AWM: Payment for Services 2022
Click here to see the explanation of recommendation ratings (Strong, Fair, Weak, Consensus, Insufficient Evidence) and labels (Imperative or Conditional). To see more detail on the evidence from which the following recommendations were drawn, use the hyperlinks in the Supporting Evidence Section below.
AWM: Payment for Services
It is reasonable and necessary for registered dietitian nutritionists or international equivalents to be aware of and utilize existing channels of payment for services for adults with overweight or obesity to improve client access to care.
Risks/Harms of Implementing This Recommendation
There are no known risks or harms of implementing this recommendation.
Conditions of Application
Dietitians should be aware of appropriate billing practices and codes to receive payment for adult overweight and obesity interventions when possible (Tewksbury, Nwankwo et al. 2022). Dietitians working in private practice or contracting with a primary care provider enroll as providers through the public and private payers common to clients in their area. To facilitate payment for services, dietitians obtain a National Provider Identifier (NPI) (Academy of Nutrition and Dietitics 2021). Dietitians can take advantage of resources available through the Academy to inform billing practices (Academy of Nutrition and Dietitics 2021). The Intensive Behavioral Therapy for Obesity toolkit gives detailed guidance on billing for obesity services (Academy of Nutrition and Dietitics 2017). Management for obesity may be more likely to be covered by public and private payers than management for overweight (Centers for Medicare and Medicaid Services 2015). For up-to-date best practices regarding public and private payer reimbursement for overweight and obesity management services, dietitians can contact their Academy Affiliate or their local association’s Nutrition Services Payment Specialist. Dietitians leverage demonstrated clinical and cost benefits to advocate for payment of services for adults with overweight or obesity under public and private payers’ fee-for-service and alternative payment models (Academy of Nutrition and Dietitics 2017).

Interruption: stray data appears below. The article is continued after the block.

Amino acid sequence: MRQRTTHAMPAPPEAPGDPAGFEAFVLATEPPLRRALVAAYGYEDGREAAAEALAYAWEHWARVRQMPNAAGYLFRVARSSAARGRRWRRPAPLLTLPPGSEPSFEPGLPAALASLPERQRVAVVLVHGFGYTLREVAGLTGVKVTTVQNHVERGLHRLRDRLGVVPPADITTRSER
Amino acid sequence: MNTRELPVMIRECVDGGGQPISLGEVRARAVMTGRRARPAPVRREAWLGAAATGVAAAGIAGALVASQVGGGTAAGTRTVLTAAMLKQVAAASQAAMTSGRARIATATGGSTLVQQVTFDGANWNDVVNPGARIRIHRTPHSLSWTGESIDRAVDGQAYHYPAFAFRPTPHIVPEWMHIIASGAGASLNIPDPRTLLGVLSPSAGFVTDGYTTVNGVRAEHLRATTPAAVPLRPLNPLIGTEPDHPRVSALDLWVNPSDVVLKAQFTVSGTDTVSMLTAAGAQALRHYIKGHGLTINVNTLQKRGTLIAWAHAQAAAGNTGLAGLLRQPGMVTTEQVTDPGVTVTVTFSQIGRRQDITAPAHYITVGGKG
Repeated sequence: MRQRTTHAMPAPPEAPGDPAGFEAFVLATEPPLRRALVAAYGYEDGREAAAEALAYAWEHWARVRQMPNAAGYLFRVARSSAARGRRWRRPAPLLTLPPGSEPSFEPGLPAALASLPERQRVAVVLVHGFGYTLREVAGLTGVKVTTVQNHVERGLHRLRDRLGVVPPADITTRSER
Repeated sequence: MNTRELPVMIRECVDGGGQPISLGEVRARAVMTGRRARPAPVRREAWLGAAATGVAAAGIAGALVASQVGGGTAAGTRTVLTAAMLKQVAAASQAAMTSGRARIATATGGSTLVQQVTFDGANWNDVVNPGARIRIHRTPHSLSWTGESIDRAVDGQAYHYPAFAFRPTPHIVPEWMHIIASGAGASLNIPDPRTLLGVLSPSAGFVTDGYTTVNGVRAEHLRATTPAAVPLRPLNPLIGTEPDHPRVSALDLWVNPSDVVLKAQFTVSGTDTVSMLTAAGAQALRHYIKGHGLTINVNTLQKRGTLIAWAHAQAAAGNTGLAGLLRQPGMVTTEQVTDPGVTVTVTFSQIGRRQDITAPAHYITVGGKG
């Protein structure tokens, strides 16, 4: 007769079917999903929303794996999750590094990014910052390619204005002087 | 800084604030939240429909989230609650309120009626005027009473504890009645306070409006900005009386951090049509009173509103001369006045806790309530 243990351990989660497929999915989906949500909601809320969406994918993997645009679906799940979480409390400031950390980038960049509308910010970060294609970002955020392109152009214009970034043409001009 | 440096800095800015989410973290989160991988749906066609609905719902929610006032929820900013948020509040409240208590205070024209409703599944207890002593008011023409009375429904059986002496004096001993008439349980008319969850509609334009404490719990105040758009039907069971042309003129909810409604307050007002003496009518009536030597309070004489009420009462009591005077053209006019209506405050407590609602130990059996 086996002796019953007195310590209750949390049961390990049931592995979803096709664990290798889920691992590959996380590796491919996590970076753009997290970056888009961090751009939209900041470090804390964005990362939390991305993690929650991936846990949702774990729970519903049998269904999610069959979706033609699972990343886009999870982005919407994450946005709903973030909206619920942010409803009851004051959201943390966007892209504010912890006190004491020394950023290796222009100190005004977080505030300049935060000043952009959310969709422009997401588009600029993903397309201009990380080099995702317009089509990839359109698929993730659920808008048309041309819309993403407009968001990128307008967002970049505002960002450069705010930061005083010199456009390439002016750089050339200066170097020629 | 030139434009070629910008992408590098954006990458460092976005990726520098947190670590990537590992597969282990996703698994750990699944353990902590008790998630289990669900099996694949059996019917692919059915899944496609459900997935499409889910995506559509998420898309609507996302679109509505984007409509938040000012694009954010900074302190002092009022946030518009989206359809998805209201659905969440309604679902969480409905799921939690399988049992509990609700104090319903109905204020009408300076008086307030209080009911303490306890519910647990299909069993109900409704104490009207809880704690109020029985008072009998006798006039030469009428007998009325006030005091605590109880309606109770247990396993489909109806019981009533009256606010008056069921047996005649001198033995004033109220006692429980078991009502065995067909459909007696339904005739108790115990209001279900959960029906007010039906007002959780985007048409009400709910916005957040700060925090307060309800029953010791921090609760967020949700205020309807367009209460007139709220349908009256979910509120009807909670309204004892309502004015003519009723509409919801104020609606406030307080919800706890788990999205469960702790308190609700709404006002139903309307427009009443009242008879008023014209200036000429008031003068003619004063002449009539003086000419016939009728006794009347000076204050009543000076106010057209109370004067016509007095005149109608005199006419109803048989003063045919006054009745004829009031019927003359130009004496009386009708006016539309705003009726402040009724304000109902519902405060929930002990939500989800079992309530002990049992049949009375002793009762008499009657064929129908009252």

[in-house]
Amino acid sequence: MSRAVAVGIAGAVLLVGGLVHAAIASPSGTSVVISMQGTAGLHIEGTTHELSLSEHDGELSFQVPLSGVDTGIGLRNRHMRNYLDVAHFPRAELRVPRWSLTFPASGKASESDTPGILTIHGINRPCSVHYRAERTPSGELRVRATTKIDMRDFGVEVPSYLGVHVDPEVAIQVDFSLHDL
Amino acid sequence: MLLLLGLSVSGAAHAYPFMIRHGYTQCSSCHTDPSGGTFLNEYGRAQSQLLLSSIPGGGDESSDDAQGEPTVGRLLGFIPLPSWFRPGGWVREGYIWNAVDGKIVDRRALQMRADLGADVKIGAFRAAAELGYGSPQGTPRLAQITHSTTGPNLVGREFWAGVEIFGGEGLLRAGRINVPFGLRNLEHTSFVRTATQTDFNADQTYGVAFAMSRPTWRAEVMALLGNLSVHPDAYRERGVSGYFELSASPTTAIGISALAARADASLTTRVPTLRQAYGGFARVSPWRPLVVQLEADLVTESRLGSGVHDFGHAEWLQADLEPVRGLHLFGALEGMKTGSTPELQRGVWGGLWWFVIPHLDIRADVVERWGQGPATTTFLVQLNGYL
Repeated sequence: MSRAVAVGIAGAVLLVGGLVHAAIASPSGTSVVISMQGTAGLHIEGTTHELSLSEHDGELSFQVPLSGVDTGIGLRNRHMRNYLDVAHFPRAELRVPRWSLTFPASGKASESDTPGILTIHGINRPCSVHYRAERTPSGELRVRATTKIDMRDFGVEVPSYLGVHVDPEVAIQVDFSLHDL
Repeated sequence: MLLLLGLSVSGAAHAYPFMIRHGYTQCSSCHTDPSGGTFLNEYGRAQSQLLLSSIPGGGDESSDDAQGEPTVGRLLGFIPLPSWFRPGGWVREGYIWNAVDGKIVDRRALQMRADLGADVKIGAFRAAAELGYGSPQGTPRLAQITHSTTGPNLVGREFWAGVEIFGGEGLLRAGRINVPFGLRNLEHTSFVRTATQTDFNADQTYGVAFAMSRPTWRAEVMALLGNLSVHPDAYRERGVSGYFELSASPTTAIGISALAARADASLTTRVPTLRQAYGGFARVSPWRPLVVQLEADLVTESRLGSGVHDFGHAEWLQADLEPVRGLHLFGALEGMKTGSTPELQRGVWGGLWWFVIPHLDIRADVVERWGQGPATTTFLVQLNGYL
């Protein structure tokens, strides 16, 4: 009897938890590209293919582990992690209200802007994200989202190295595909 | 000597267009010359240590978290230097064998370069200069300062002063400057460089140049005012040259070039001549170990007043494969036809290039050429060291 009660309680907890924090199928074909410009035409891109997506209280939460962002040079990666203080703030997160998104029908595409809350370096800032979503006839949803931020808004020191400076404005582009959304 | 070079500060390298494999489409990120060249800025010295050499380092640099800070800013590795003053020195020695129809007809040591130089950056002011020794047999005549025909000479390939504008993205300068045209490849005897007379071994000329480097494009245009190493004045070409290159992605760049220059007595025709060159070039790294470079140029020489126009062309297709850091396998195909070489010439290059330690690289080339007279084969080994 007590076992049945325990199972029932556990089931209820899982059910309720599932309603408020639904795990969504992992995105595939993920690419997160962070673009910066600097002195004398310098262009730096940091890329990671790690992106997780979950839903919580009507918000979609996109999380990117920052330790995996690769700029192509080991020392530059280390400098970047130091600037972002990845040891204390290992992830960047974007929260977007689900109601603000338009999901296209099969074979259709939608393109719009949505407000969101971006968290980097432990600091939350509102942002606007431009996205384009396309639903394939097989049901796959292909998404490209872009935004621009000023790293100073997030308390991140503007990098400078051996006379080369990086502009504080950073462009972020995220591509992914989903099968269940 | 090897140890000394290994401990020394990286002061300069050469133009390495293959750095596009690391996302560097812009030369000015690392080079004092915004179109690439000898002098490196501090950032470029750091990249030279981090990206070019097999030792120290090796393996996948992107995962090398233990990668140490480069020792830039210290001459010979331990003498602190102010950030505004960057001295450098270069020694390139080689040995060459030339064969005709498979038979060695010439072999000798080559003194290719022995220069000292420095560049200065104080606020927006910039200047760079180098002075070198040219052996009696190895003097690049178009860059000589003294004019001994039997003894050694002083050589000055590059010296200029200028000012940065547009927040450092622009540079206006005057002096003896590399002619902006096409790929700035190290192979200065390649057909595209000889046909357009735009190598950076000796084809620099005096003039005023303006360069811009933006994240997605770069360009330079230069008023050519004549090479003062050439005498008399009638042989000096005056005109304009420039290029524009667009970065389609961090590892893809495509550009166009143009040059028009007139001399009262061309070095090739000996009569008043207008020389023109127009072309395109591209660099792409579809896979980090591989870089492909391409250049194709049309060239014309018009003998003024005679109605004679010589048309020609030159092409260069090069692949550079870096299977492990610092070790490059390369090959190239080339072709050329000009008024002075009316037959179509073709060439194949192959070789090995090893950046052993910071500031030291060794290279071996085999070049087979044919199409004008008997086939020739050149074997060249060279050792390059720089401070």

Payers may or may not cover telehealth visits as they would in-person contacts, and dietitians work with clients and public and private payers to understand what services will be covered to ensure telehealth visits are covered when possible. MNT using a group delivery is unlikely to be eligible for public or private payer reimbursement, so clients will likely have to pay for these sessions out-of-pocket. Dietitians may wish to create a bundle of services related to overweight and obesity management intervention using a group delivery method for adult clients to purchase to increase usability and participation.
Dietitians play an important role in advocating for the efficacy of the profession and the importance of payment for overweight and obesity management services. Dietitians can utilize the Academy’s Action Alerts to take action on current legislation for better food, nutrition and health policies (Academy of Nutrition and Dietetics 2022).
Potential Costs Associated with Application
Potential costs of implementing this recommendation are time for the dietitian to access payment for services and/or outsourcing billing responsibilities to a medical billing specialist. Clients who have public or private payer reimbursement for MNT appointment costs must pay for services up-front and wait for reimbursement.